Future's most memorable moments here are when his hubris reaches the heavens. "Turn a bad girl good, I got the power of messiah," he sings on "This Sunday." He takes it even further on "Mile High Memories": "It could be God himself; anyone after me is a downgrade," he yelps over an arena-rock riff. "Came to the Party" has him pop into an event just to show off the outfit he's wearing and the woman he's with, and it's that superficial swagger that defines his role in these songs. The rest falls on Metro, who doesn't just build the venue he's in, but brings the party itself, and he makes sure that Future is always sitting in VIP. About a minute into the overcast "Ice Attack," a second spiraling beat emerges, one synth whirling around another like a ribbon on a maypole, and Future dutifully navigates its cadence as bubbling 808 bass rips sputter beneath. The sinister knock of "Crossed Out" and "Crazy Clientele" is so striking it draws Future back into the domineering trap mode of his early mixtapes. The sheer number of dynamic beats on view here is overwhelming, the "never stop creating" ethos the two artists bonded over seemingly locked in overdrive: two albums in three weeks, totaling two and a half hours, with the second being a double disc. The albums are bloated, but not aimlessly so. They feel designed to make the listener marvel at the productivity, and in a beat maker's world, curation is often secondary to volume and breadth.

The full extent of Metro Boomin's capabilities as a producer can perhaps best be heard in his service to the guests on these albums. "Everyday Hustle" is a horn and soul procession fit for the leathery splendor of Rick Ross. "Like That," an "Eazy-Duz-It"/"Everlasting Bass" mashup, is amped up enough to put a battery in Kendrick's back. The streaking cathedral bells and choral trap of "Type S***" welcome both the vocal overlays of Travis Scott and the ghoulish contortions of Playboi Carti. "All to Myself" ushers The Weeknd into a protective mode with its body-rolling Isley Brothers homage. "Red Leather" offers plaintive, J. Cole-friendly guitar licks. It's no wonder artists are ready to ride for the producer — so ready, in fact, that many of them appear prepared to back him in a standoff with the biggest star in rap.

We Don't Trust You arrived, with much fanfare, as a platform for Kendrick to challenge Drake in his fiery "Like That" verse. Beef between Metro and Drake has been simmering for a while (the particulars aren't that compelling), and in the wake of that verse, an unofficial anti-Drake coalition has convened. Rick Ross showed his support, and has since been vocally antagonizing him, in a song and online. On We Still Don't Trust You, The Weeknd joins the fray, singing, "They could never diss my brothers, baby / When they got leaks in they operation / I thank God that I never signed my life away," referring to his brief connection with Drake's OVO label. Later, A$AP Rocky enters the mix: "Still don't trust you, it's always us, never them / Heard you dropped your latest s*** / Funny how it just came and went," he raps, after leveraging his relationships with Rihanna and the mother of Drake's son for bragging rights. All are former Drake collaborators, and yet they seem united against him. Even J. Cole, who was a side attraction in the "Like That" exchange, deleted his Kendrick response and appears on this album as a sort of peace offering.

Drake has certainly earned the ire of his colleagues, not just for his incessant, indirect barbs and private schemes, but because he has been insurmountable for a long time and a real fatigue has set in. Siccing Kendrick on Drake in a surprise feature was quite the flex, one that built buzz for both albums and put murmured sentiments out into the open. Last week, I wrote that for Drake to let this provocation goad him into battle would be high-risk and low-reward: Kendrick is built for this kind of thing, and Drake would have to overcome his lingering rep as a softer, less forward and less technical kind of MC, all of which hurt you in the disinformation war that is rap beef. That, of course, was before salvos from The Weeknd and A$AP Rocky landed on We Still Don't Trust You, making this a multifront bombardment. The picture now looks less like titans of different worlds clashing and more like a schoolyard jumping, performed at Metro's request.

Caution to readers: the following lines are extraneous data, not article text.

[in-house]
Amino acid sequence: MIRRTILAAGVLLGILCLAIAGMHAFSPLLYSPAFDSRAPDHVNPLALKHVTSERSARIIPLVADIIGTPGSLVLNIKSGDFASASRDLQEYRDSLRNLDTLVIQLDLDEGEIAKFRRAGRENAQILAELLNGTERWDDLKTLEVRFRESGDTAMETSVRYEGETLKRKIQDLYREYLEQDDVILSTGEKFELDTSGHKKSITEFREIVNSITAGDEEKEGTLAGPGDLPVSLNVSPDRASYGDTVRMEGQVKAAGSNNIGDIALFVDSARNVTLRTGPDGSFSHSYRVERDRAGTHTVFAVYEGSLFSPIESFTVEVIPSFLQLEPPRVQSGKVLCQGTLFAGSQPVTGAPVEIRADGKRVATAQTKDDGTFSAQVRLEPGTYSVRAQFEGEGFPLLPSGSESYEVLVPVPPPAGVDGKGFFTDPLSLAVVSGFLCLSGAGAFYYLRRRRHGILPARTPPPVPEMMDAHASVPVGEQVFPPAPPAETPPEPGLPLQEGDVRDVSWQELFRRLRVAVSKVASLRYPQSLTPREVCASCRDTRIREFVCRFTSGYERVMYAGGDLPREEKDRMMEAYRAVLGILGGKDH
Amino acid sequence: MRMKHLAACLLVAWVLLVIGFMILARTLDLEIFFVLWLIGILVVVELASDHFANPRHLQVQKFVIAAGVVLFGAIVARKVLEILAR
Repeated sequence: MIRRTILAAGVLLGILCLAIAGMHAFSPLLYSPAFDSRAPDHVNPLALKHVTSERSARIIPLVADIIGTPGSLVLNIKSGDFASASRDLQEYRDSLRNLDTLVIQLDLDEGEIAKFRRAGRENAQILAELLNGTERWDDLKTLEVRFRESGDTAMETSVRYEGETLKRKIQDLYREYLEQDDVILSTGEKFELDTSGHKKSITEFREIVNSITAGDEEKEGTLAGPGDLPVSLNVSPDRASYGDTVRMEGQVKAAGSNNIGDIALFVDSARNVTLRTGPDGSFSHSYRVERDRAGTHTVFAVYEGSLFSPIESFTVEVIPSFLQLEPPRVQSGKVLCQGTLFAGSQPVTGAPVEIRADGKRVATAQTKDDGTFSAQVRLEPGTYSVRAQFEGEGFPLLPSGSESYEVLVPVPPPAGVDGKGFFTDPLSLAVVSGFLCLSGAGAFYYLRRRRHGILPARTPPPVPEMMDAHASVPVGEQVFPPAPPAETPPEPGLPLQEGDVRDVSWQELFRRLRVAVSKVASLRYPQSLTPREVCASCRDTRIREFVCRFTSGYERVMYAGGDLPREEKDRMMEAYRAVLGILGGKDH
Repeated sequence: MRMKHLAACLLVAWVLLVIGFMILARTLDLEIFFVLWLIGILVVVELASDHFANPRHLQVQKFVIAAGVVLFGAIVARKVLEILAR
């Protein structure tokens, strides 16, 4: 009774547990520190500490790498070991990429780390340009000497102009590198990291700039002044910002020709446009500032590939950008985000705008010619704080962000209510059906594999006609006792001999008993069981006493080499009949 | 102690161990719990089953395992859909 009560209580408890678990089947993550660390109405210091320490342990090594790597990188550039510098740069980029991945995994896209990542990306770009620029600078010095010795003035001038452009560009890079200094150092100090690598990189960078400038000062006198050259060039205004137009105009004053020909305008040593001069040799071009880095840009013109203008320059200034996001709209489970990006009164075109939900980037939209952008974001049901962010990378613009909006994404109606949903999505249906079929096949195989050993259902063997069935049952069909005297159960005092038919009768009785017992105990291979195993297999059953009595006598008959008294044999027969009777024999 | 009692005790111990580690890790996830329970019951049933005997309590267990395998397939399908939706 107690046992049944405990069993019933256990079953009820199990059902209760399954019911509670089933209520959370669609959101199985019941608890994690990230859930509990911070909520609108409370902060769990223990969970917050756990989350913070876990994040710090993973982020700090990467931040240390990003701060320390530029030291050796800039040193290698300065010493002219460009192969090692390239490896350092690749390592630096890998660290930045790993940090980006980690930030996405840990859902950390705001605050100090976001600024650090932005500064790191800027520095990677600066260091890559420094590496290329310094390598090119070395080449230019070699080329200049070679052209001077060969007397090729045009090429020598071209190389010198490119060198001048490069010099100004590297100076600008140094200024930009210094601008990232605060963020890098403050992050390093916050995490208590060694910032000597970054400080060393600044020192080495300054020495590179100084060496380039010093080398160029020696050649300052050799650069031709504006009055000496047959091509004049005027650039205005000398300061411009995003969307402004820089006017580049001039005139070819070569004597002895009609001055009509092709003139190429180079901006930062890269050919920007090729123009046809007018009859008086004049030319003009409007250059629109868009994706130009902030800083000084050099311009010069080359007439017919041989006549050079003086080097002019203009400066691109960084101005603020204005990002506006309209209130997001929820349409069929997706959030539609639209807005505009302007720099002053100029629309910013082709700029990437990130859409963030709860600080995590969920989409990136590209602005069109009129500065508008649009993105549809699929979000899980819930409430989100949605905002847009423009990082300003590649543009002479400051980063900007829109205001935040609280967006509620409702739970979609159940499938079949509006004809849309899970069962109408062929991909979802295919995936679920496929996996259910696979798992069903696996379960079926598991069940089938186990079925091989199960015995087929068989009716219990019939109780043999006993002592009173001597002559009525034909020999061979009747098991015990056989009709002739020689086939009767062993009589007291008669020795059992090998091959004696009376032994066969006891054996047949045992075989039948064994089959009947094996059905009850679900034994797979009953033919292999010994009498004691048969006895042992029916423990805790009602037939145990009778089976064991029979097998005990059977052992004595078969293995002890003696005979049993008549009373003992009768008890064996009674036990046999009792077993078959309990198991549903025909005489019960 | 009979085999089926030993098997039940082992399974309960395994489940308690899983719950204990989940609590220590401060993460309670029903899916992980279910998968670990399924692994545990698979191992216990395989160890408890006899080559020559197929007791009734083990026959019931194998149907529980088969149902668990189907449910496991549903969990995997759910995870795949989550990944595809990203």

Drake is clearly aware of this dynamic, and so the tactic he deploys in a response leaked over the weekend, "Push Ups (Drop & Give Me Fifty)," is a clever one: He makes the case that his opponents are aiming at a perch they cannot reach, and that in banding together, they only demonstrate his supremacy. "What the f***, is this a 20-v-one, n****?" he asks, selling his annoyance before addressing Kendrick directly: "You done rolled deep to this, it's not f***in' deep enough / Beggin' Kai Cenat, boy, you not f***in' beatin' us / Numbers-wise, I'm out of here, you not f***in' creepin' up / Money-wise, I'm out of here, you not f***in' sneakin' up." There is only one outright burn for Metro himself: "Shut ya ho ass up and make some drums, n****." It is meant as a slight, to consign him to the background while the performers hash this out, but it is unwittingly a mark of what makes Metro special: his ability to take up so much airtime simply by keeping to himself and his drums.

As for Future, that he doesn't speak a word across these two albums that could even be construed as a shot at Drake lends credence to the idea that, on this stage, he is simply the man in front of the man. This is Metro's beef, these are Metro's albums, and in this context, the now-famous tag — if he don't trust you, I'm gon' shoot you — is a rallying cry. His stature now is not unlike the mob don with whom everyone wants to curry favor, understanding that being in his good graces pays off. Seeing how well it has worked out for Future, who wouldn't follow suit?

Copyright 2024 NPR. To see more, visit https://www.npr.org.

Sheldon Pearce
[Copyright 2024 NPR]